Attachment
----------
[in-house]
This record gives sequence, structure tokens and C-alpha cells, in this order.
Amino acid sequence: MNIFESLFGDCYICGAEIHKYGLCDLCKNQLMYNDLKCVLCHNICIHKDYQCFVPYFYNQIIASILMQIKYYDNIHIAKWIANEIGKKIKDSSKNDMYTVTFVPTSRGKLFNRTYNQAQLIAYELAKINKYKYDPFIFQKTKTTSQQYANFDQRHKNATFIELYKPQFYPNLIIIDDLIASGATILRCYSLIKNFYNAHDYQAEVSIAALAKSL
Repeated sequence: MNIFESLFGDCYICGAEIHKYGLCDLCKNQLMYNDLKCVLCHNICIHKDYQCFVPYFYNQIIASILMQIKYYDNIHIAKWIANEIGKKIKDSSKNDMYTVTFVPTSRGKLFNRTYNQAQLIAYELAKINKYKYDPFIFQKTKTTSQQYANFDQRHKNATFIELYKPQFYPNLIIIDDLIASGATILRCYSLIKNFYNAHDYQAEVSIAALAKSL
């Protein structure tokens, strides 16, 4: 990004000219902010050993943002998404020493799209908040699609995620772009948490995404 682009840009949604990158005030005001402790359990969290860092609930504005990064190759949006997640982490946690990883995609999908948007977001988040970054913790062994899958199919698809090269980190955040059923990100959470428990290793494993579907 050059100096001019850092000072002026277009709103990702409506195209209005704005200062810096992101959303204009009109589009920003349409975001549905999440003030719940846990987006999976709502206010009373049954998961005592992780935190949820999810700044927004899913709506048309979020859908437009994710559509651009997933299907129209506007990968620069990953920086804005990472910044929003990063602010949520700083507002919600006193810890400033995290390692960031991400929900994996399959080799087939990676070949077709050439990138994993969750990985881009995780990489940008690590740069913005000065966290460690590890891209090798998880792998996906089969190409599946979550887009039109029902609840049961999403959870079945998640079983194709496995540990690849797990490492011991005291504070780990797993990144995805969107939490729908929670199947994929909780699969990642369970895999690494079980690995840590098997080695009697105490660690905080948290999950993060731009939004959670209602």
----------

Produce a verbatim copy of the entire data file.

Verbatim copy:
[in-house]
This record gives sequence, structure tokens and C-alpha cells, in this order.
Amino acid sequence: MNIFESLFGDCYICGAEIHKYGLCDLCKNQLMYNDLKCVLCHNICIHKDYQCFVPYFYNQIIASILMQIKYYDNIHIAKWIANEIGKKIKDSSKNDMYTVTFVPTSRGKLFNRTYNQAQLIAYELAKINKYKYDPFIFQKTKTTSQQYANFDQRHKNATFIELYKPQFYPNLIIIDDLIASGATILRCYSLIKNFYNAHDYQAEVSIAALAKSL
Repeated sequence: MNIFESLFGDCYICGAEIHKYGLCDLCKNQLMYNDLKCVLCHNICIHKDYQCFVPYFYNQIIASILMQIKYYDNIHIAKWIANEIGKKIKDSSKNDMYTVTFVPTSRGKLFNRTYNQAQLIAYELAKINKYKYDPFIFQKTKTTSQQYANFDQRHKNATFIELYKPQFYPNLIIIDDLIASGATILRCYSLIKNFYNAHDYQAEVSIAALAKSL
């Protein structure tokens, strides 16, 4: 990004000219902010050993943002998404020493799209908040699609995620772009948490995404 682009840009949604990158005030005001402790359990969290860092609930504005990064190759949006997640982490946690990883995609999908948007977001988040970054913790062994899958199919698809090269980190955040059923990100959470428990290793494993579907 050059100096001019850092000072002026277009709103990702409506195209209005704005200062810096992101959303204009009109589009920003349409975001549905999440003030719940846990987006999976709502206010009373049954998961005592992780935190949820999810700044927004899913709506048309979020859908437009994710559509651009997933299907129209506007990968620069990953920086804005990472910044929003990063602010949520700083507002919600006193810890400033995290390692960031991400929900994996399959080799087939990676070949077709050439990138994993969750990985881009995780990489940008690590740069913005000065966290460690590890891209090798998880792998996906089969190409599946979550887009039109029902609840049961999403959870079945998640079983194709496995540990690849797990490492011991005291504070780990797993990144995805969107939490729908929670199947994929909780699969990642369970895999690494079980690995840590098997080695009697105490660690905080948290999950993060731009939004959670209602």